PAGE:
I'm apparently lowering my risk of heart disease while being encouraged to employ some kind of math equation to assess my net carbs. The simple task of enjoying an almond becomes a complex question of nutrition, scientific research, and targeted dietary results.

I'll defer to Michael Pollan who says it best in his latest book In Defense of Food.

Food. There's plenty of it around, and we all love to eat it. So why should anyone need to defend it?

Because most of what we're consuming today is not food, and how we're consuming it—in the car, in front of the TV, and increasingly alone—is not really eating. Instead of food, we're consuming "edible foodlike substances" —no longer the products of nature but of food science.

Many of them come packaged with health claims that should be our first clue they are anything but healthy. In the so-called Western diet, food has been replaced by nutrients, and common sense by confusion. The result is the American paradox: The more we worry about nutrition, the less healthy we seem to become.

Monday, December 15, 2008

Virtual Mood Board

Mood Board, December 15, 2008.

I took an interior architecture class years ago and learned that I am terrible at figuring out scale drawings, generating floorplans, and well, just about anything having to do with the real world practice of architecture. One thing that I did take away from the course was an affinity for mood boards, those creative collages and catch-alls that can help inspire a design solution (or in my case, an editorial solution). I began keeping one in earnest when I started editing a magazine in 2004 and I continue the tradition now that I am a freelance journalist in my own office space. (I created a design book at home as well when I began renovations four years ago; it's a growing hodgepodge of disparate notes, sketches, and clippings).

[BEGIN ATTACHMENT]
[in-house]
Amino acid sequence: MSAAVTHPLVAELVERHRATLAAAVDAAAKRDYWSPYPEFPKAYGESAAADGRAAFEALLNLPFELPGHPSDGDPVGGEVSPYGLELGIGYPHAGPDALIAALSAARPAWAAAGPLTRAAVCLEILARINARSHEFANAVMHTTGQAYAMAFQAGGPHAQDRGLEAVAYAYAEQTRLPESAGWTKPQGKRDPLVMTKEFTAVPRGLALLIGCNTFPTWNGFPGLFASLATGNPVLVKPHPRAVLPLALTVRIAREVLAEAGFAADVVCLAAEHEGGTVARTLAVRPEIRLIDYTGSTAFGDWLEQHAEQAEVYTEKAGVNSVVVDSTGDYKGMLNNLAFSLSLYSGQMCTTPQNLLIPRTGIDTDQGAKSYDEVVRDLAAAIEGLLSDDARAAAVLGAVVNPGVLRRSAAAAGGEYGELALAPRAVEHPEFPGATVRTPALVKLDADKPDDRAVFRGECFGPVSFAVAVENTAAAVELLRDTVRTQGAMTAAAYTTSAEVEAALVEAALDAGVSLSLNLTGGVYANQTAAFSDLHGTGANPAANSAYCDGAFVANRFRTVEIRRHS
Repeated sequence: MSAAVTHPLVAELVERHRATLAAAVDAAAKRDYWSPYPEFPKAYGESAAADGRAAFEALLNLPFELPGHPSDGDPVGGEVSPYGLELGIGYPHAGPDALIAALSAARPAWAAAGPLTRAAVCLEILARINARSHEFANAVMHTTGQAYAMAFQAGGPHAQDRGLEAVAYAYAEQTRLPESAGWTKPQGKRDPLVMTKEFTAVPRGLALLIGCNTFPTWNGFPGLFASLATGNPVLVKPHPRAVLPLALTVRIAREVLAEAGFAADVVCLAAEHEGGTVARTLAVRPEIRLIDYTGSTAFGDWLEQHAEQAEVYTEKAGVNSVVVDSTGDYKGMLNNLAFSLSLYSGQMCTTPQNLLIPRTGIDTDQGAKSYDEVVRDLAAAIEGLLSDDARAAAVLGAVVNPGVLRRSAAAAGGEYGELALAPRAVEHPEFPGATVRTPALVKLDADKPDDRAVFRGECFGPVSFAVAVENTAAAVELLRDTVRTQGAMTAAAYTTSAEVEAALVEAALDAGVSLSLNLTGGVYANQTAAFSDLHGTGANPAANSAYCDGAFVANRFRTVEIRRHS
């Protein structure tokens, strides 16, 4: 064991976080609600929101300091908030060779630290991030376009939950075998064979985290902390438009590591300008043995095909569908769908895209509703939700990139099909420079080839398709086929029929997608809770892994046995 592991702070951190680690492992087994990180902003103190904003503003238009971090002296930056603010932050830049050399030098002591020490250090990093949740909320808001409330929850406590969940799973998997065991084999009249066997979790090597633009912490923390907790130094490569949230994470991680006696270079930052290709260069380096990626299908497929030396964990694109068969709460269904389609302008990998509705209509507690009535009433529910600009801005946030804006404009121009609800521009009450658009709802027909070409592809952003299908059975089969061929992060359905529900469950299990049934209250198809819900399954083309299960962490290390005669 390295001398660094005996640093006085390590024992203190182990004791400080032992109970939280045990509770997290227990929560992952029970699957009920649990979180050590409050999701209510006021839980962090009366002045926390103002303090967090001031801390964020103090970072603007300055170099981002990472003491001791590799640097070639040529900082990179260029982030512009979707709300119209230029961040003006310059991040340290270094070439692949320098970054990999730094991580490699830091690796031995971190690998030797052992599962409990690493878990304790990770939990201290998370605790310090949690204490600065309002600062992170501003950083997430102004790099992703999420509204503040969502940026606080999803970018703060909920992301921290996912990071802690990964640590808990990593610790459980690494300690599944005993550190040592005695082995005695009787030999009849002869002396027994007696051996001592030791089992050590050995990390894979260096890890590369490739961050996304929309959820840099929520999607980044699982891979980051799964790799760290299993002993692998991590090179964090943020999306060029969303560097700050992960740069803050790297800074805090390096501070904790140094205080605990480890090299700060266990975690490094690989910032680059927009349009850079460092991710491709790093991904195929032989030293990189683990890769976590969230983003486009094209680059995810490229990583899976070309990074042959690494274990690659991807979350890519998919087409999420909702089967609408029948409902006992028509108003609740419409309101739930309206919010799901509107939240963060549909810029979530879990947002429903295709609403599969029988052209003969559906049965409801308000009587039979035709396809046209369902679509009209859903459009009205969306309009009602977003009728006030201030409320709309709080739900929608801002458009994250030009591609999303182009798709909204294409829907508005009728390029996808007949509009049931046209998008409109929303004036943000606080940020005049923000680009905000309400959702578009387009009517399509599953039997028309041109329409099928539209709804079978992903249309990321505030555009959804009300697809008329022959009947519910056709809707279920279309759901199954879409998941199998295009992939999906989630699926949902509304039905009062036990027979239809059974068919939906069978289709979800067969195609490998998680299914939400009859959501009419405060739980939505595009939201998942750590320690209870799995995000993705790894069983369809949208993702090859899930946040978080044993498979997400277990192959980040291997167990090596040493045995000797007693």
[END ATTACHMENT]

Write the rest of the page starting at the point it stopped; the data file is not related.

Above is a shot of my office mood board from today. It includes, among other things, wallpaper samples from Ferm Living, postcards from Ink & Wit, a ribbon from Volksboutique, a rendering of a building I'm writing about for Architect, and the schedule of public programs for the National Building Museum in D.C.

Now I've started developing a kind of virtual mood board. It began when my father, a history professor, invited me to give a presentation to his class. He's teaching the intellectual history of Baltimore architecture and it's a wonderful mash up of design and social studies. In the course of preparing my talk, I decided to create a powerpoint of images that make me happy. I thought it would be a valuable tool for introducing the idea of psychology of space. I often quote writer Alain deBotton here: "Belief in the significance of architecture is premised on the notion that we are, for better or for worse, different people in different places—and on the conviction that it is architecture's task to render vivid to us who we might ideally be."

For me, "architecture" is all things designed, from t-shirts to skyscrapers.

Here are some of the images that I pulled together on the fly that day of my father's class. These are things that make me happy. What about you?

The sustainable pre-fab home called Loblolly by Kieran Timberlake.

Experiments in vernacular and contemporary architecture by Bryan MacKay-Lyons' annual Ghost Lab

Bikes in cities.

A varied and walkable city block (especially one that's in a neighborhood undergoing a grassroots renewal like this one in Station North District of Baltimore).